More Maritime history

For over a decade, Smithsonian Arctic Archaeologist, William Fitzhugh, has been investigating an early European whaling site at Hare Harbor in Québec, Canada . The site and the artifacts recovered...
This painting of swarthy buccaneers in the midst of a fierce battle was painted by the prolific American marine painter Frederick J. Waugh, and won an award in 1910. The New York Times wrote: “The...
In 1699, accompanied by a shipboard artist, William Dampier conducted the first scientific investigation of the plants and animals of Australia (then known as New Holland). From there he and his crew...
This portrait of William Dampier hangs in London’s National Gallery in recognition of his contribution to natural history. Learn more about Dampier, the pirate naturalist .
Two divers, one in an atmospheric dive suit (left) and the other in standard dive gear (right), prepare to explore the Lusitania shipwreck in 1935. Over the decades, diving gear has evolved and...
Blackbeard may have been the most notorious pirate of all. Fierce and ferocious-looking, he stood 6’4” tall and had wild eyes and an explosive temper. To add to the effect, he tucked slow-burning...
When most people think of iconic American landscapes, we think of places on land. Yellowstone, the Great Smoky Mountains, the Grand Canyon—these national parks are household names. But many Americans...
This over 2,000-year-old shipwreck in Mazotas, Cyprus, was discovered in 2007. The ship was loaded with wine from Chios, one of the most expensive and sought-after Greek wines in antiquity. The...
A giant tortoise subspecies ( Geochelone nigra vicina ) lives on Isabela Island in the Galapagos. Cerro Azul, estimated to be about 350,000 years old, is one of six volcanoes on the island.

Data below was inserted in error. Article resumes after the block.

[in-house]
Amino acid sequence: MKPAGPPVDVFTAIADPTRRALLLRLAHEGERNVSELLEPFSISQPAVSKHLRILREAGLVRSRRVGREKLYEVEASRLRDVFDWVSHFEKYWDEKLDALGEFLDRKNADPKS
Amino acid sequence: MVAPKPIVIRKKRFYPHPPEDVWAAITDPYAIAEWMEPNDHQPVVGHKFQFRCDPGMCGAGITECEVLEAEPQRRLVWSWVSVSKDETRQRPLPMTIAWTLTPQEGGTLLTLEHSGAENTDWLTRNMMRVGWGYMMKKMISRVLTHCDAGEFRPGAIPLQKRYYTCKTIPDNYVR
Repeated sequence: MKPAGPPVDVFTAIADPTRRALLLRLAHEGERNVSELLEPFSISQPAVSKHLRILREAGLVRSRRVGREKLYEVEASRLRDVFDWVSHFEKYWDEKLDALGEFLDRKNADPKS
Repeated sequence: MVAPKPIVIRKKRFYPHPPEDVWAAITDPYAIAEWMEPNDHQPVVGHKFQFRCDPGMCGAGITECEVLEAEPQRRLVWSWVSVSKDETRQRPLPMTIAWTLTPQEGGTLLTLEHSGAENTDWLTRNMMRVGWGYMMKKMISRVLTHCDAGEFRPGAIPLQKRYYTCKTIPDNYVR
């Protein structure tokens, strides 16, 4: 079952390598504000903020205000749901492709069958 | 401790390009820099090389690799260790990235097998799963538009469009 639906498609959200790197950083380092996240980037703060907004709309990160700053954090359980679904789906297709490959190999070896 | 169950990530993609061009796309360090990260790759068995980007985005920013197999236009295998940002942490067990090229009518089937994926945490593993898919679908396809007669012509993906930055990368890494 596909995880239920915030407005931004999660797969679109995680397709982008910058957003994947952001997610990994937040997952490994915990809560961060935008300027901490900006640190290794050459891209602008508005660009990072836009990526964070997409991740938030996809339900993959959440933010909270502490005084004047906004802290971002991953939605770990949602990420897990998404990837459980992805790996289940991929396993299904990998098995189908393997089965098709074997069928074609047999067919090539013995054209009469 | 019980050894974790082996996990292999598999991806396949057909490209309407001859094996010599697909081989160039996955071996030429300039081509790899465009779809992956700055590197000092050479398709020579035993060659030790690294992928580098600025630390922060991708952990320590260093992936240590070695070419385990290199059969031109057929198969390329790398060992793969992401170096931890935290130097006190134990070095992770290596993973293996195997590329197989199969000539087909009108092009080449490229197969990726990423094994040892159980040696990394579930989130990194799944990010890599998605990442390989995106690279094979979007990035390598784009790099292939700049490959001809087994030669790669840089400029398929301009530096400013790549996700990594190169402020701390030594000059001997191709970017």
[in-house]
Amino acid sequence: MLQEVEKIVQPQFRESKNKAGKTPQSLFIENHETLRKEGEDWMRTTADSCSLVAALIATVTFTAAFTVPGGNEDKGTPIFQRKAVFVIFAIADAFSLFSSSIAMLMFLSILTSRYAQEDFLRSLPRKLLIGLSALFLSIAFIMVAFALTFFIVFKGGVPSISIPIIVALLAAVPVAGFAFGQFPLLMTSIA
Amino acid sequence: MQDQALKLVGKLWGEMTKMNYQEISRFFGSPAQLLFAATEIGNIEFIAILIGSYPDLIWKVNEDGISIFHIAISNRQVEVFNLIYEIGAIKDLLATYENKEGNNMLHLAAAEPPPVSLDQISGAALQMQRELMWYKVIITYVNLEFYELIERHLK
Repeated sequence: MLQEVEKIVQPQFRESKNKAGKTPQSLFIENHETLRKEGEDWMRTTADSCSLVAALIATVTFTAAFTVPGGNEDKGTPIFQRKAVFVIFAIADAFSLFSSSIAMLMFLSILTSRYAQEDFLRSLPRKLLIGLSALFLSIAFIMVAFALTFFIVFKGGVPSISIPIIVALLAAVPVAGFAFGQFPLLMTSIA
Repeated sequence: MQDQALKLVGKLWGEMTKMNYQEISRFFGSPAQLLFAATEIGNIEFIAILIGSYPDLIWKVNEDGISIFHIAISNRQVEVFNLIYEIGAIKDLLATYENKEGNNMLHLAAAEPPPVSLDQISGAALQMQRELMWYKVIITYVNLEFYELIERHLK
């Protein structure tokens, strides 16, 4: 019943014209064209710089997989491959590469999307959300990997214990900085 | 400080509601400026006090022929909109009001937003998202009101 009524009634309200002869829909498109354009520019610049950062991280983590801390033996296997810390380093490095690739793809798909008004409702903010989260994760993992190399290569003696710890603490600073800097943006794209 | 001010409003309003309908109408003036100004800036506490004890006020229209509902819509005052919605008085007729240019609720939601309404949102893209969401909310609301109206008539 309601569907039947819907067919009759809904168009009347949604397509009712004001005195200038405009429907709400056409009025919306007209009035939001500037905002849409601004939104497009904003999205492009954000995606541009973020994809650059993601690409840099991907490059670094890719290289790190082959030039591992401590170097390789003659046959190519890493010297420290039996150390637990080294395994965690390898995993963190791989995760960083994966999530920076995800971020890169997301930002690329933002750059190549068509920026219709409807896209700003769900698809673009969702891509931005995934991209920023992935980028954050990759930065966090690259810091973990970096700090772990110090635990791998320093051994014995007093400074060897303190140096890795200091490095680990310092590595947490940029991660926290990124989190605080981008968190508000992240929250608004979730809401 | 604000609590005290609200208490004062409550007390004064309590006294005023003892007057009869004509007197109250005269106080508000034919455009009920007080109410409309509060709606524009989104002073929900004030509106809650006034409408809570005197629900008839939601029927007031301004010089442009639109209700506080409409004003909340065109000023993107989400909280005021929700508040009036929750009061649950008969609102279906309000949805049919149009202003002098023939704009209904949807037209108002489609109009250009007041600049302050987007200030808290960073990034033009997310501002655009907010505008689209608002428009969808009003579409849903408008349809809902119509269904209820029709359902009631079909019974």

A longshoreman stands in front of a large pile of oyster shells on waterfront pier in Atlantic City in 1910. Back then, oysters were incredibly abundant. In the late 1800s, fishermen pulled in 10...
This map shows the route of pirate and naturalist William Dampier’s first voyage around the world. The journey lasted more than 12 years. Learn more about William Dampier , his voyage, and his...
The next time you use any of the following words, think of William Dampier. They are just a few of the more than 1,000 words Dampier contributed to the English language: Avocado, Barbeque, Breadfruit...
The Arctic Studies Center's excavation site map of Hare Harbor maps some of the community's excavated structures that archeologists have unearthed. An Inuit house, blacksmith shop, and cookhouse are...
Master carver Douglas Chilton rides at the prow of his creation—the Raven Spirit canoe—at its ceremonial launch in Washington, D.C. The canoe is now on display in the Smithsonian’s Sant Ocean Hall...
This is the cover of the book William Dampier -- pirate and naturalist -- wrote about his first trip around the world, one of four that he eventually made and described in a series of bestselling...
Fish spears and fish weirs—fish traps placed in rivers—are traditional ways of catching salmon on rivers. More about raven spirit can be found in our Raven Spirit featured story.
Today Ray Bradbury died. It might seem strange that I'm writing about Bradbury here on the Ocean Portal, as he's best known for his short stories about space exploration and strange aliens. But he...
Pirates divide up the riches they plundered. Most pirates abided by their own codes of conduct, and life aboard pirate ships was more democratic than that on naval ships of the time.
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